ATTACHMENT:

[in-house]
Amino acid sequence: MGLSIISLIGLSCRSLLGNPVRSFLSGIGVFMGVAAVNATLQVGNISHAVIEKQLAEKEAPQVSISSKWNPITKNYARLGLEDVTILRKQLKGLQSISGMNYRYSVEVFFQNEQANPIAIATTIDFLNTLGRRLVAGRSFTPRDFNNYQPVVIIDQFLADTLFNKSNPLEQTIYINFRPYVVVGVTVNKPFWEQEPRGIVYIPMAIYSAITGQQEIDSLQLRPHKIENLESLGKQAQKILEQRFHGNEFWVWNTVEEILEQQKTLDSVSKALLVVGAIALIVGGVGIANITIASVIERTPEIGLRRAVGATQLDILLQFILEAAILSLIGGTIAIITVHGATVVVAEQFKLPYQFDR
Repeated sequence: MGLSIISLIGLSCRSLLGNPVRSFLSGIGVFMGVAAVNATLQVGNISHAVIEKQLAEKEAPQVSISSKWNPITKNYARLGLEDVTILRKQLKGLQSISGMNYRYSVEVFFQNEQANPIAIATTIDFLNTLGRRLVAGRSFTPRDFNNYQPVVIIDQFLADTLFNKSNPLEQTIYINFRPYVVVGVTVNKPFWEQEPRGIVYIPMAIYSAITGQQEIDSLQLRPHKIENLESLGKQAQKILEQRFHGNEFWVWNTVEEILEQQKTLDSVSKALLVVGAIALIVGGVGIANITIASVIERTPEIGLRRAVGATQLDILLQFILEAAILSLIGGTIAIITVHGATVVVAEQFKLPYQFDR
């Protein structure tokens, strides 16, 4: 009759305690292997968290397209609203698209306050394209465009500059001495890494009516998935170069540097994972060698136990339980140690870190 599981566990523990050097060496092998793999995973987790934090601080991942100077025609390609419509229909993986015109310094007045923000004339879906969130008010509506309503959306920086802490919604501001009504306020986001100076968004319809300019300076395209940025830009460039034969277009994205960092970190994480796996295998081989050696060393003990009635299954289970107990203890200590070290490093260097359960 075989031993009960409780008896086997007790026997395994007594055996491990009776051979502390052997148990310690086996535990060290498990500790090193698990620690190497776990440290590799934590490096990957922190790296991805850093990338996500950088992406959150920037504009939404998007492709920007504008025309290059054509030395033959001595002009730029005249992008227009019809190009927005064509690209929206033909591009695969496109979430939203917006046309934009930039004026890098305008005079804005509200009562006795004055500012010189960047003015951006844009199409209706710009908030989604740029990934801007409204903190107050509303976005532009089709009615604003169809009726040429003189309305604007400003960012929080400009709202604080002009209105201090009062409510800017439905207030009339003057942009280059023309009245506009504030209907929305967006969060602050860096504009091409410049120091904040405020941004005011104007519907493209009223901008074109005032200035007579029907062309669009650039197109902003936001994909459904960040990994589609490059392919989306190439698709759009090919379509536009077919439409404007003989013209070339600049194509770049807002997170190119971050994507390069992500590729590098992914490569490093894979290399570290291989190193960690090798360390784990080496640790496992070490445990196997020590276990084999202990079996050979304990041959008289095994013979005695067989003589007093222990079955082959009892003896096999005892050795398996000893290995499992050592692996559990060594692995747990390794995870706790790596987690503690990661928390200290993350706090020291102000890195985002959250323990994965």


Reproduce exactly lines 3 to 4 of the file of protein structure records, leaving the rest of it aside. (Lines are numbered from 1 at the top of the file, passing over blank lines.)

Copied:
Repeated sequence: MGLSIISLIGLSCRSLLGNPVRSFLSGIGVFMGVAAVNATLQVGNISHAVIEKQLAEKEAPQVSISSKWNPITKNYARLGLEDVTILRKQLKGLQSISGMNYRYSVEVFFQNEQANPIAIATTIDFLNTLGRRLVAGRSFTPRDFNNYQPVVIIDQFLADTLFNKSNPLEQTIYINFRPYVVVGVTVNKPFWEQEPRGIVYIPMAIYSAITGQQEIDSLQLRPHKIENLESLGKQAQKILEQRFHGNEFWVWNTVEEILEQQKTLDSVSKALLVVGAIALIVGGVGIANITIASVIERTPEIGLRRAVGATQLDILLQFILEAAILSLIGGTIAIITVHGATVVVAEQFKLPYQFDR
């Protein structure tokens, strides 16, 4: 009759305690292997968290397209609203698209306050394209465009500059001495890494009516998935170069540097994972060698136990339980140690870190 599981566990523990050097060496092998793999995973987790934090601080991942100077025609390609419509229909993986015109310094007045923000004339879906969130008010509506309503959306920086802490919604501001009504306020986001100076968004319809300019300076395209940025830009460039034969277009994205960092970190994480796996295998081989050696060393003990009635299954289970107990203890200590070290490093260097359960 075989031993009960409780008896086997007790026997395994007594055996491990009776051979502390052997148990310690086996535990060290498990500790090193698990620690190497776990440290590799934590490096990957922190790296991805850093990338996500950088992406959150920037504009939404998007492709920007504008025309290059054509030395033959001595002009730029005249992008227009019809190009927005064509690209929206033909591009695969496109979430939203917006046309934009930039004026890098305008005079804005509200009562006795004055500012010189960047003015951006844009199409209706710009908030989604740029990934801007409204903190107050509303976005532009089709009615604003169809009726040429003189309305604007400003960012929080400009709202604080002009209105201090009062409510800017439905207030009339003057942009280059023309009245506009504030209907929305967006969060602050860096504009091409410049120091904040405020941004005011104007519907493209009223901008074109005032200035007579029907062309669009650039197109902003936001994909459904960040990994589609490059392919989306190439698709759009090919379509536009077919439409404007003989013209070339600049194509770049807002997170190119971050994507390069992500590729590098992914490569490093894979290399570290291989190193960690090798360390784990080496640790496992070490445990196997020590276990084999202990079996050979304990041959008289095994013979005695067989003589007093222990079955082959009892003896096999005892050795398996000893290995499992050592692996559990060594692995747990390794995870706790790596987690503690990661928390200290993350706090020291102000890195985002959250323990994965």